On a cold day in early April 1830, an elderly man was murdered as he slept in his own bed on Essex Street in Salem. Captain White was no ordinary man, but a representative of the merchant class that had built Salem’s economy. White’s bed sat ensconced in one of the most beautiful federal-style mansions on the street, a mansion designed by famed architect and wood carver Samuel McIntire. To say his murder was a shock to the city is an understatement, not because White had no enemies but because polite society at the time believed that no person of wealth or status had any business being murdered. Murder was a crime for the lower classes, for sailors and foreigners.
In the tremendous national and international popular interest that followed, it became apparent that White’s murder revealed an underbelly of economic deterioration, underemployment, and interfamilial tension that the elite of Salem would rather not have exposed to the light. The town’s reputation as a world-class seaport was in decline, and while prominent merchant families like White’s still lived off the wealth gained from trade across the seven seas, other Salemites were hurting for employment and economic security. No new economic identity had yet established itself in Salem to replace the tremendous amount of wealth, ingenuity and enterprise that shipping had provided for so many generations.
As Salem native Nathaniel Hawthorne later described in 1850’s The Scarlet Letter, the town seemed to have an “outward guise of purity” (80). That outward guise was stripped away overnight in the popular press after the Captain’s murder. As Robert Booth writes in Death of an Empire, the murder unveiled “the Salem no one had wanted to see” (258).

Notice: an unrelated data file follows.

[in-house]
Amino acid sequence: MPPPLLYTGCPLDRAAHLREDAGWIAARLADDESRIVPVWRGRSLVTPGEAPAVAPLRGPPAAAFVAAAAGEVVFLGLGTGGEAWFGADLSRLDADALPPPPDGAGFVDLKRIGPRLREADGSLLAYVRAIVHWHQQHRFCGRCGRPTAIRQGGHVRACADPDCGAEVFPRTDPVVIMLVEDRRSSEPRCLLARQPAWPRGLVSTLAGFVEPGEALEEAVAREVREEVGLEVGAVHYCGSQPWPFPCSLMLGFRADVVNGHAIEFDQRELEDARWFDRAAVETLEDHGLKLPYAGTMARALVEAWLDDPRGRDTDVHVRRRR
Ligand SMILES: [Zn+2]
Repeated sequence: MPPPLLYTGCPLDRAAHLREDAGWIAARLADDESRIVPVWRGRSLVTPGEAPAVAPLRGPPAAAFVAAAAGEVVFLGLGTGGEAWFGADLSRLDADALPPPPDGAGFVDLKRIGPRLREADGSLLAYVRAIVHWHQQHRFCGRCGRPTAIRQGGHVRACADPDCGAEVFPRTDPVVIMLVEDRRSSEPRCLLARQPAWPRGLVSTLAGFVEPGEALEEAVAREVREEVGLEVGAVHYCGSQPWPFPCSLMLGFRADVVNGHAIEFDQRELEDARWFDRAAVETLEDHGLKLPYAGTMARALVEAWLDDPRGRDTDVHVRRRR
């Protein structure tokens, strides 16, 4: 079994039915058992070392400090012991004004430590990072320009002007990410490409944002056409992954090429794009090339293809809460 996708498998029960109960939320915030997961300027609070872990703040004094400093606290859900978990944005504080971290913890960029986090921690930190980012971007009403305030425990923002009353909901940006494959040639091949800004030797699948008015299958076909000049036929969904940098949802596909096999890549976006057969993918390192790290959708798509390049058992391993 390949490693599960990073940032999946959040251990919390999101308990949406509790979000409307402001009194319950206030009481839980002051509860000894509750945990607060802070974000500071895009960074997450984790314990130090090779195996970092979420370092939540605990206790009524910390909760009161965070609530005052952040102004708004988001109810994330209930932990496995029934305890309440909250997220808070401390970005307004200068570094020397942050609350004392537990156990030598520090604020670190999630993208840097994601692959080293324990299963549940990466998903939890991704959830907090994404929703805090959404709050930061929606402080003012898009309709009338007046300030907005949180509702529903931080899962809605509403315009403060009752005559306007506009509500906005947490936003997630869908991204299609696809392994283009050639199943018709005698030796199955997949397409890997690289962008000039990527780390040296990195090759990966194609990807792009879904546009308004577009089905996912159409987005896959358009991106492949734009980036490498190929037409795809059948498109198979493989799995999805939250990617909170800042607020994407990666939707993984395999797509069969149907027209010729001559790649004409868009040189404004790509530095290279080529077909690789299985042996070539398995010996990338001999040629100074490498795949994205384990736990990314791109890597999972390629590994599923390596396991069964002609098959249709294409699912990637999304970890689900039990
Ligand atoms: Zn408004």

Murder is a sensational event. No one in any time period likes to think of an eighty-two-year-old man being killed in his own bed. But is the response of shock, fear, and morbid interest enough reason to mark the anniversary of a man’s death 193 years later? I personally don’t think so. With so many events and people to draw our limited attention, there’s no cause to dig up and sensationalize an old murder.
My reason for writing about Captain White’s murder as we approach its anniversary this year is to examine how one event that resonates with people can invite them into further conversation about the event’s historical and cultural moment. For example, the witch hysteria of 1692 is often taught to school children in the United States and has been for hundreds of years. That one event draws people’s attention because it was a tragedy and it can be related to at the level of the individuals involved. The witch hysteria can also be used as an entry point to discuss how one’s theological worldview can impact one’s actions, how utopian ideas have historically started and what has happened to them, or it can be a jumping off point to explore what the word “witch” meant in the seventeenth century and how that meaning has changed over time. The 1692 witch hysteria is a great example of how the story of one event can become a door that opens to a larger conversation.